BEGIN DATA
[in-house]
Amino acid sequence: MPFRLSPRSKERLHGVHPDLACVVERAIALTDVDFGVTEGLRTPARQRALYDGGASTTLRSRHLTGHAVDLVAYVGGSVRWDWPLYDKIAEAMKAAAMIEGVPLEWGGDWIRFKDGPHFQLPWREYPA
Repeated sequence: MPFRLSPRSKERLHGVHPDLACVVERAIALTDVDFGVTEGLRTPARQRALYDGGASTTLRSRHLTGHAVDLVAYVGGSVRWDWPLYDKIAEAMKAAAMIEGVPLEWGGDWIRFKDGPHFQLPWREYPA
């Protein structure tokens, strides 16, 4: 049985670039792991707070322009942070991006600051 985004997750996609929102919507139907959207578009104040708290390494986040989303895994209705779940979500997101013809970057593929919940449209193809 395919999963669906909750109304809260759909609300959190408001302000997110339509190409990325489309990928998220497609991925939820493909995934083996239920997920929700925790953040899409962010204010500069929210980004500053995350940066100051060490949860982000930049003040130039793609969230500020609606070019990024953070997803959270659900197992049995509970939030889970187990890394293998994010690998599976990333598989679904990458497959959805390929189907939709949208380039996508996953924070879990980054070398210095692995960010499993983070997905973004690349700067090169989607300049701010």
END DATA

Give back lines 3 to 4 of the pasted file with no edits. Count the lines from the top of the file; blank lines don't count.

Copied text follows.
Repeated sequence: MPFRLSPRSKERLHGVHPDLACVVERAIALTDVDFGVTEGLRTPARQRALYDGGASTTLRSRHLTGHAVDLVAYVGGSVRWDWPLYDKIAEAMKAAAMIEGVPLEWGGDWIRFKDGPHFQLPWREYPA
């Protein structure tokens, strides 16, 4: 049985670039792991707070322009942070991006600051 985004997750996609929102919507139907959207578009104040708290390494986040989303895994209705779940979500997101013809970057593929919940449209193809 395919999963669906909750109304809260759909609300959190408001302000997110339509190409990325489309990928998220497609991925939820493909995934083996239920997920929700925790953040899409962010204010500069929210980004500053995350940066100051060490949860982000930049003040130039793609969230500020609606070019990024953070997803959270659900197992049995509970939030889970187990890394293998994010690998599976990333598989679904990458497959959805390929189907939709949208380039996508996953924070879990980054070398210095692995960010499993983070997905973004690349700067090169989607300049701010």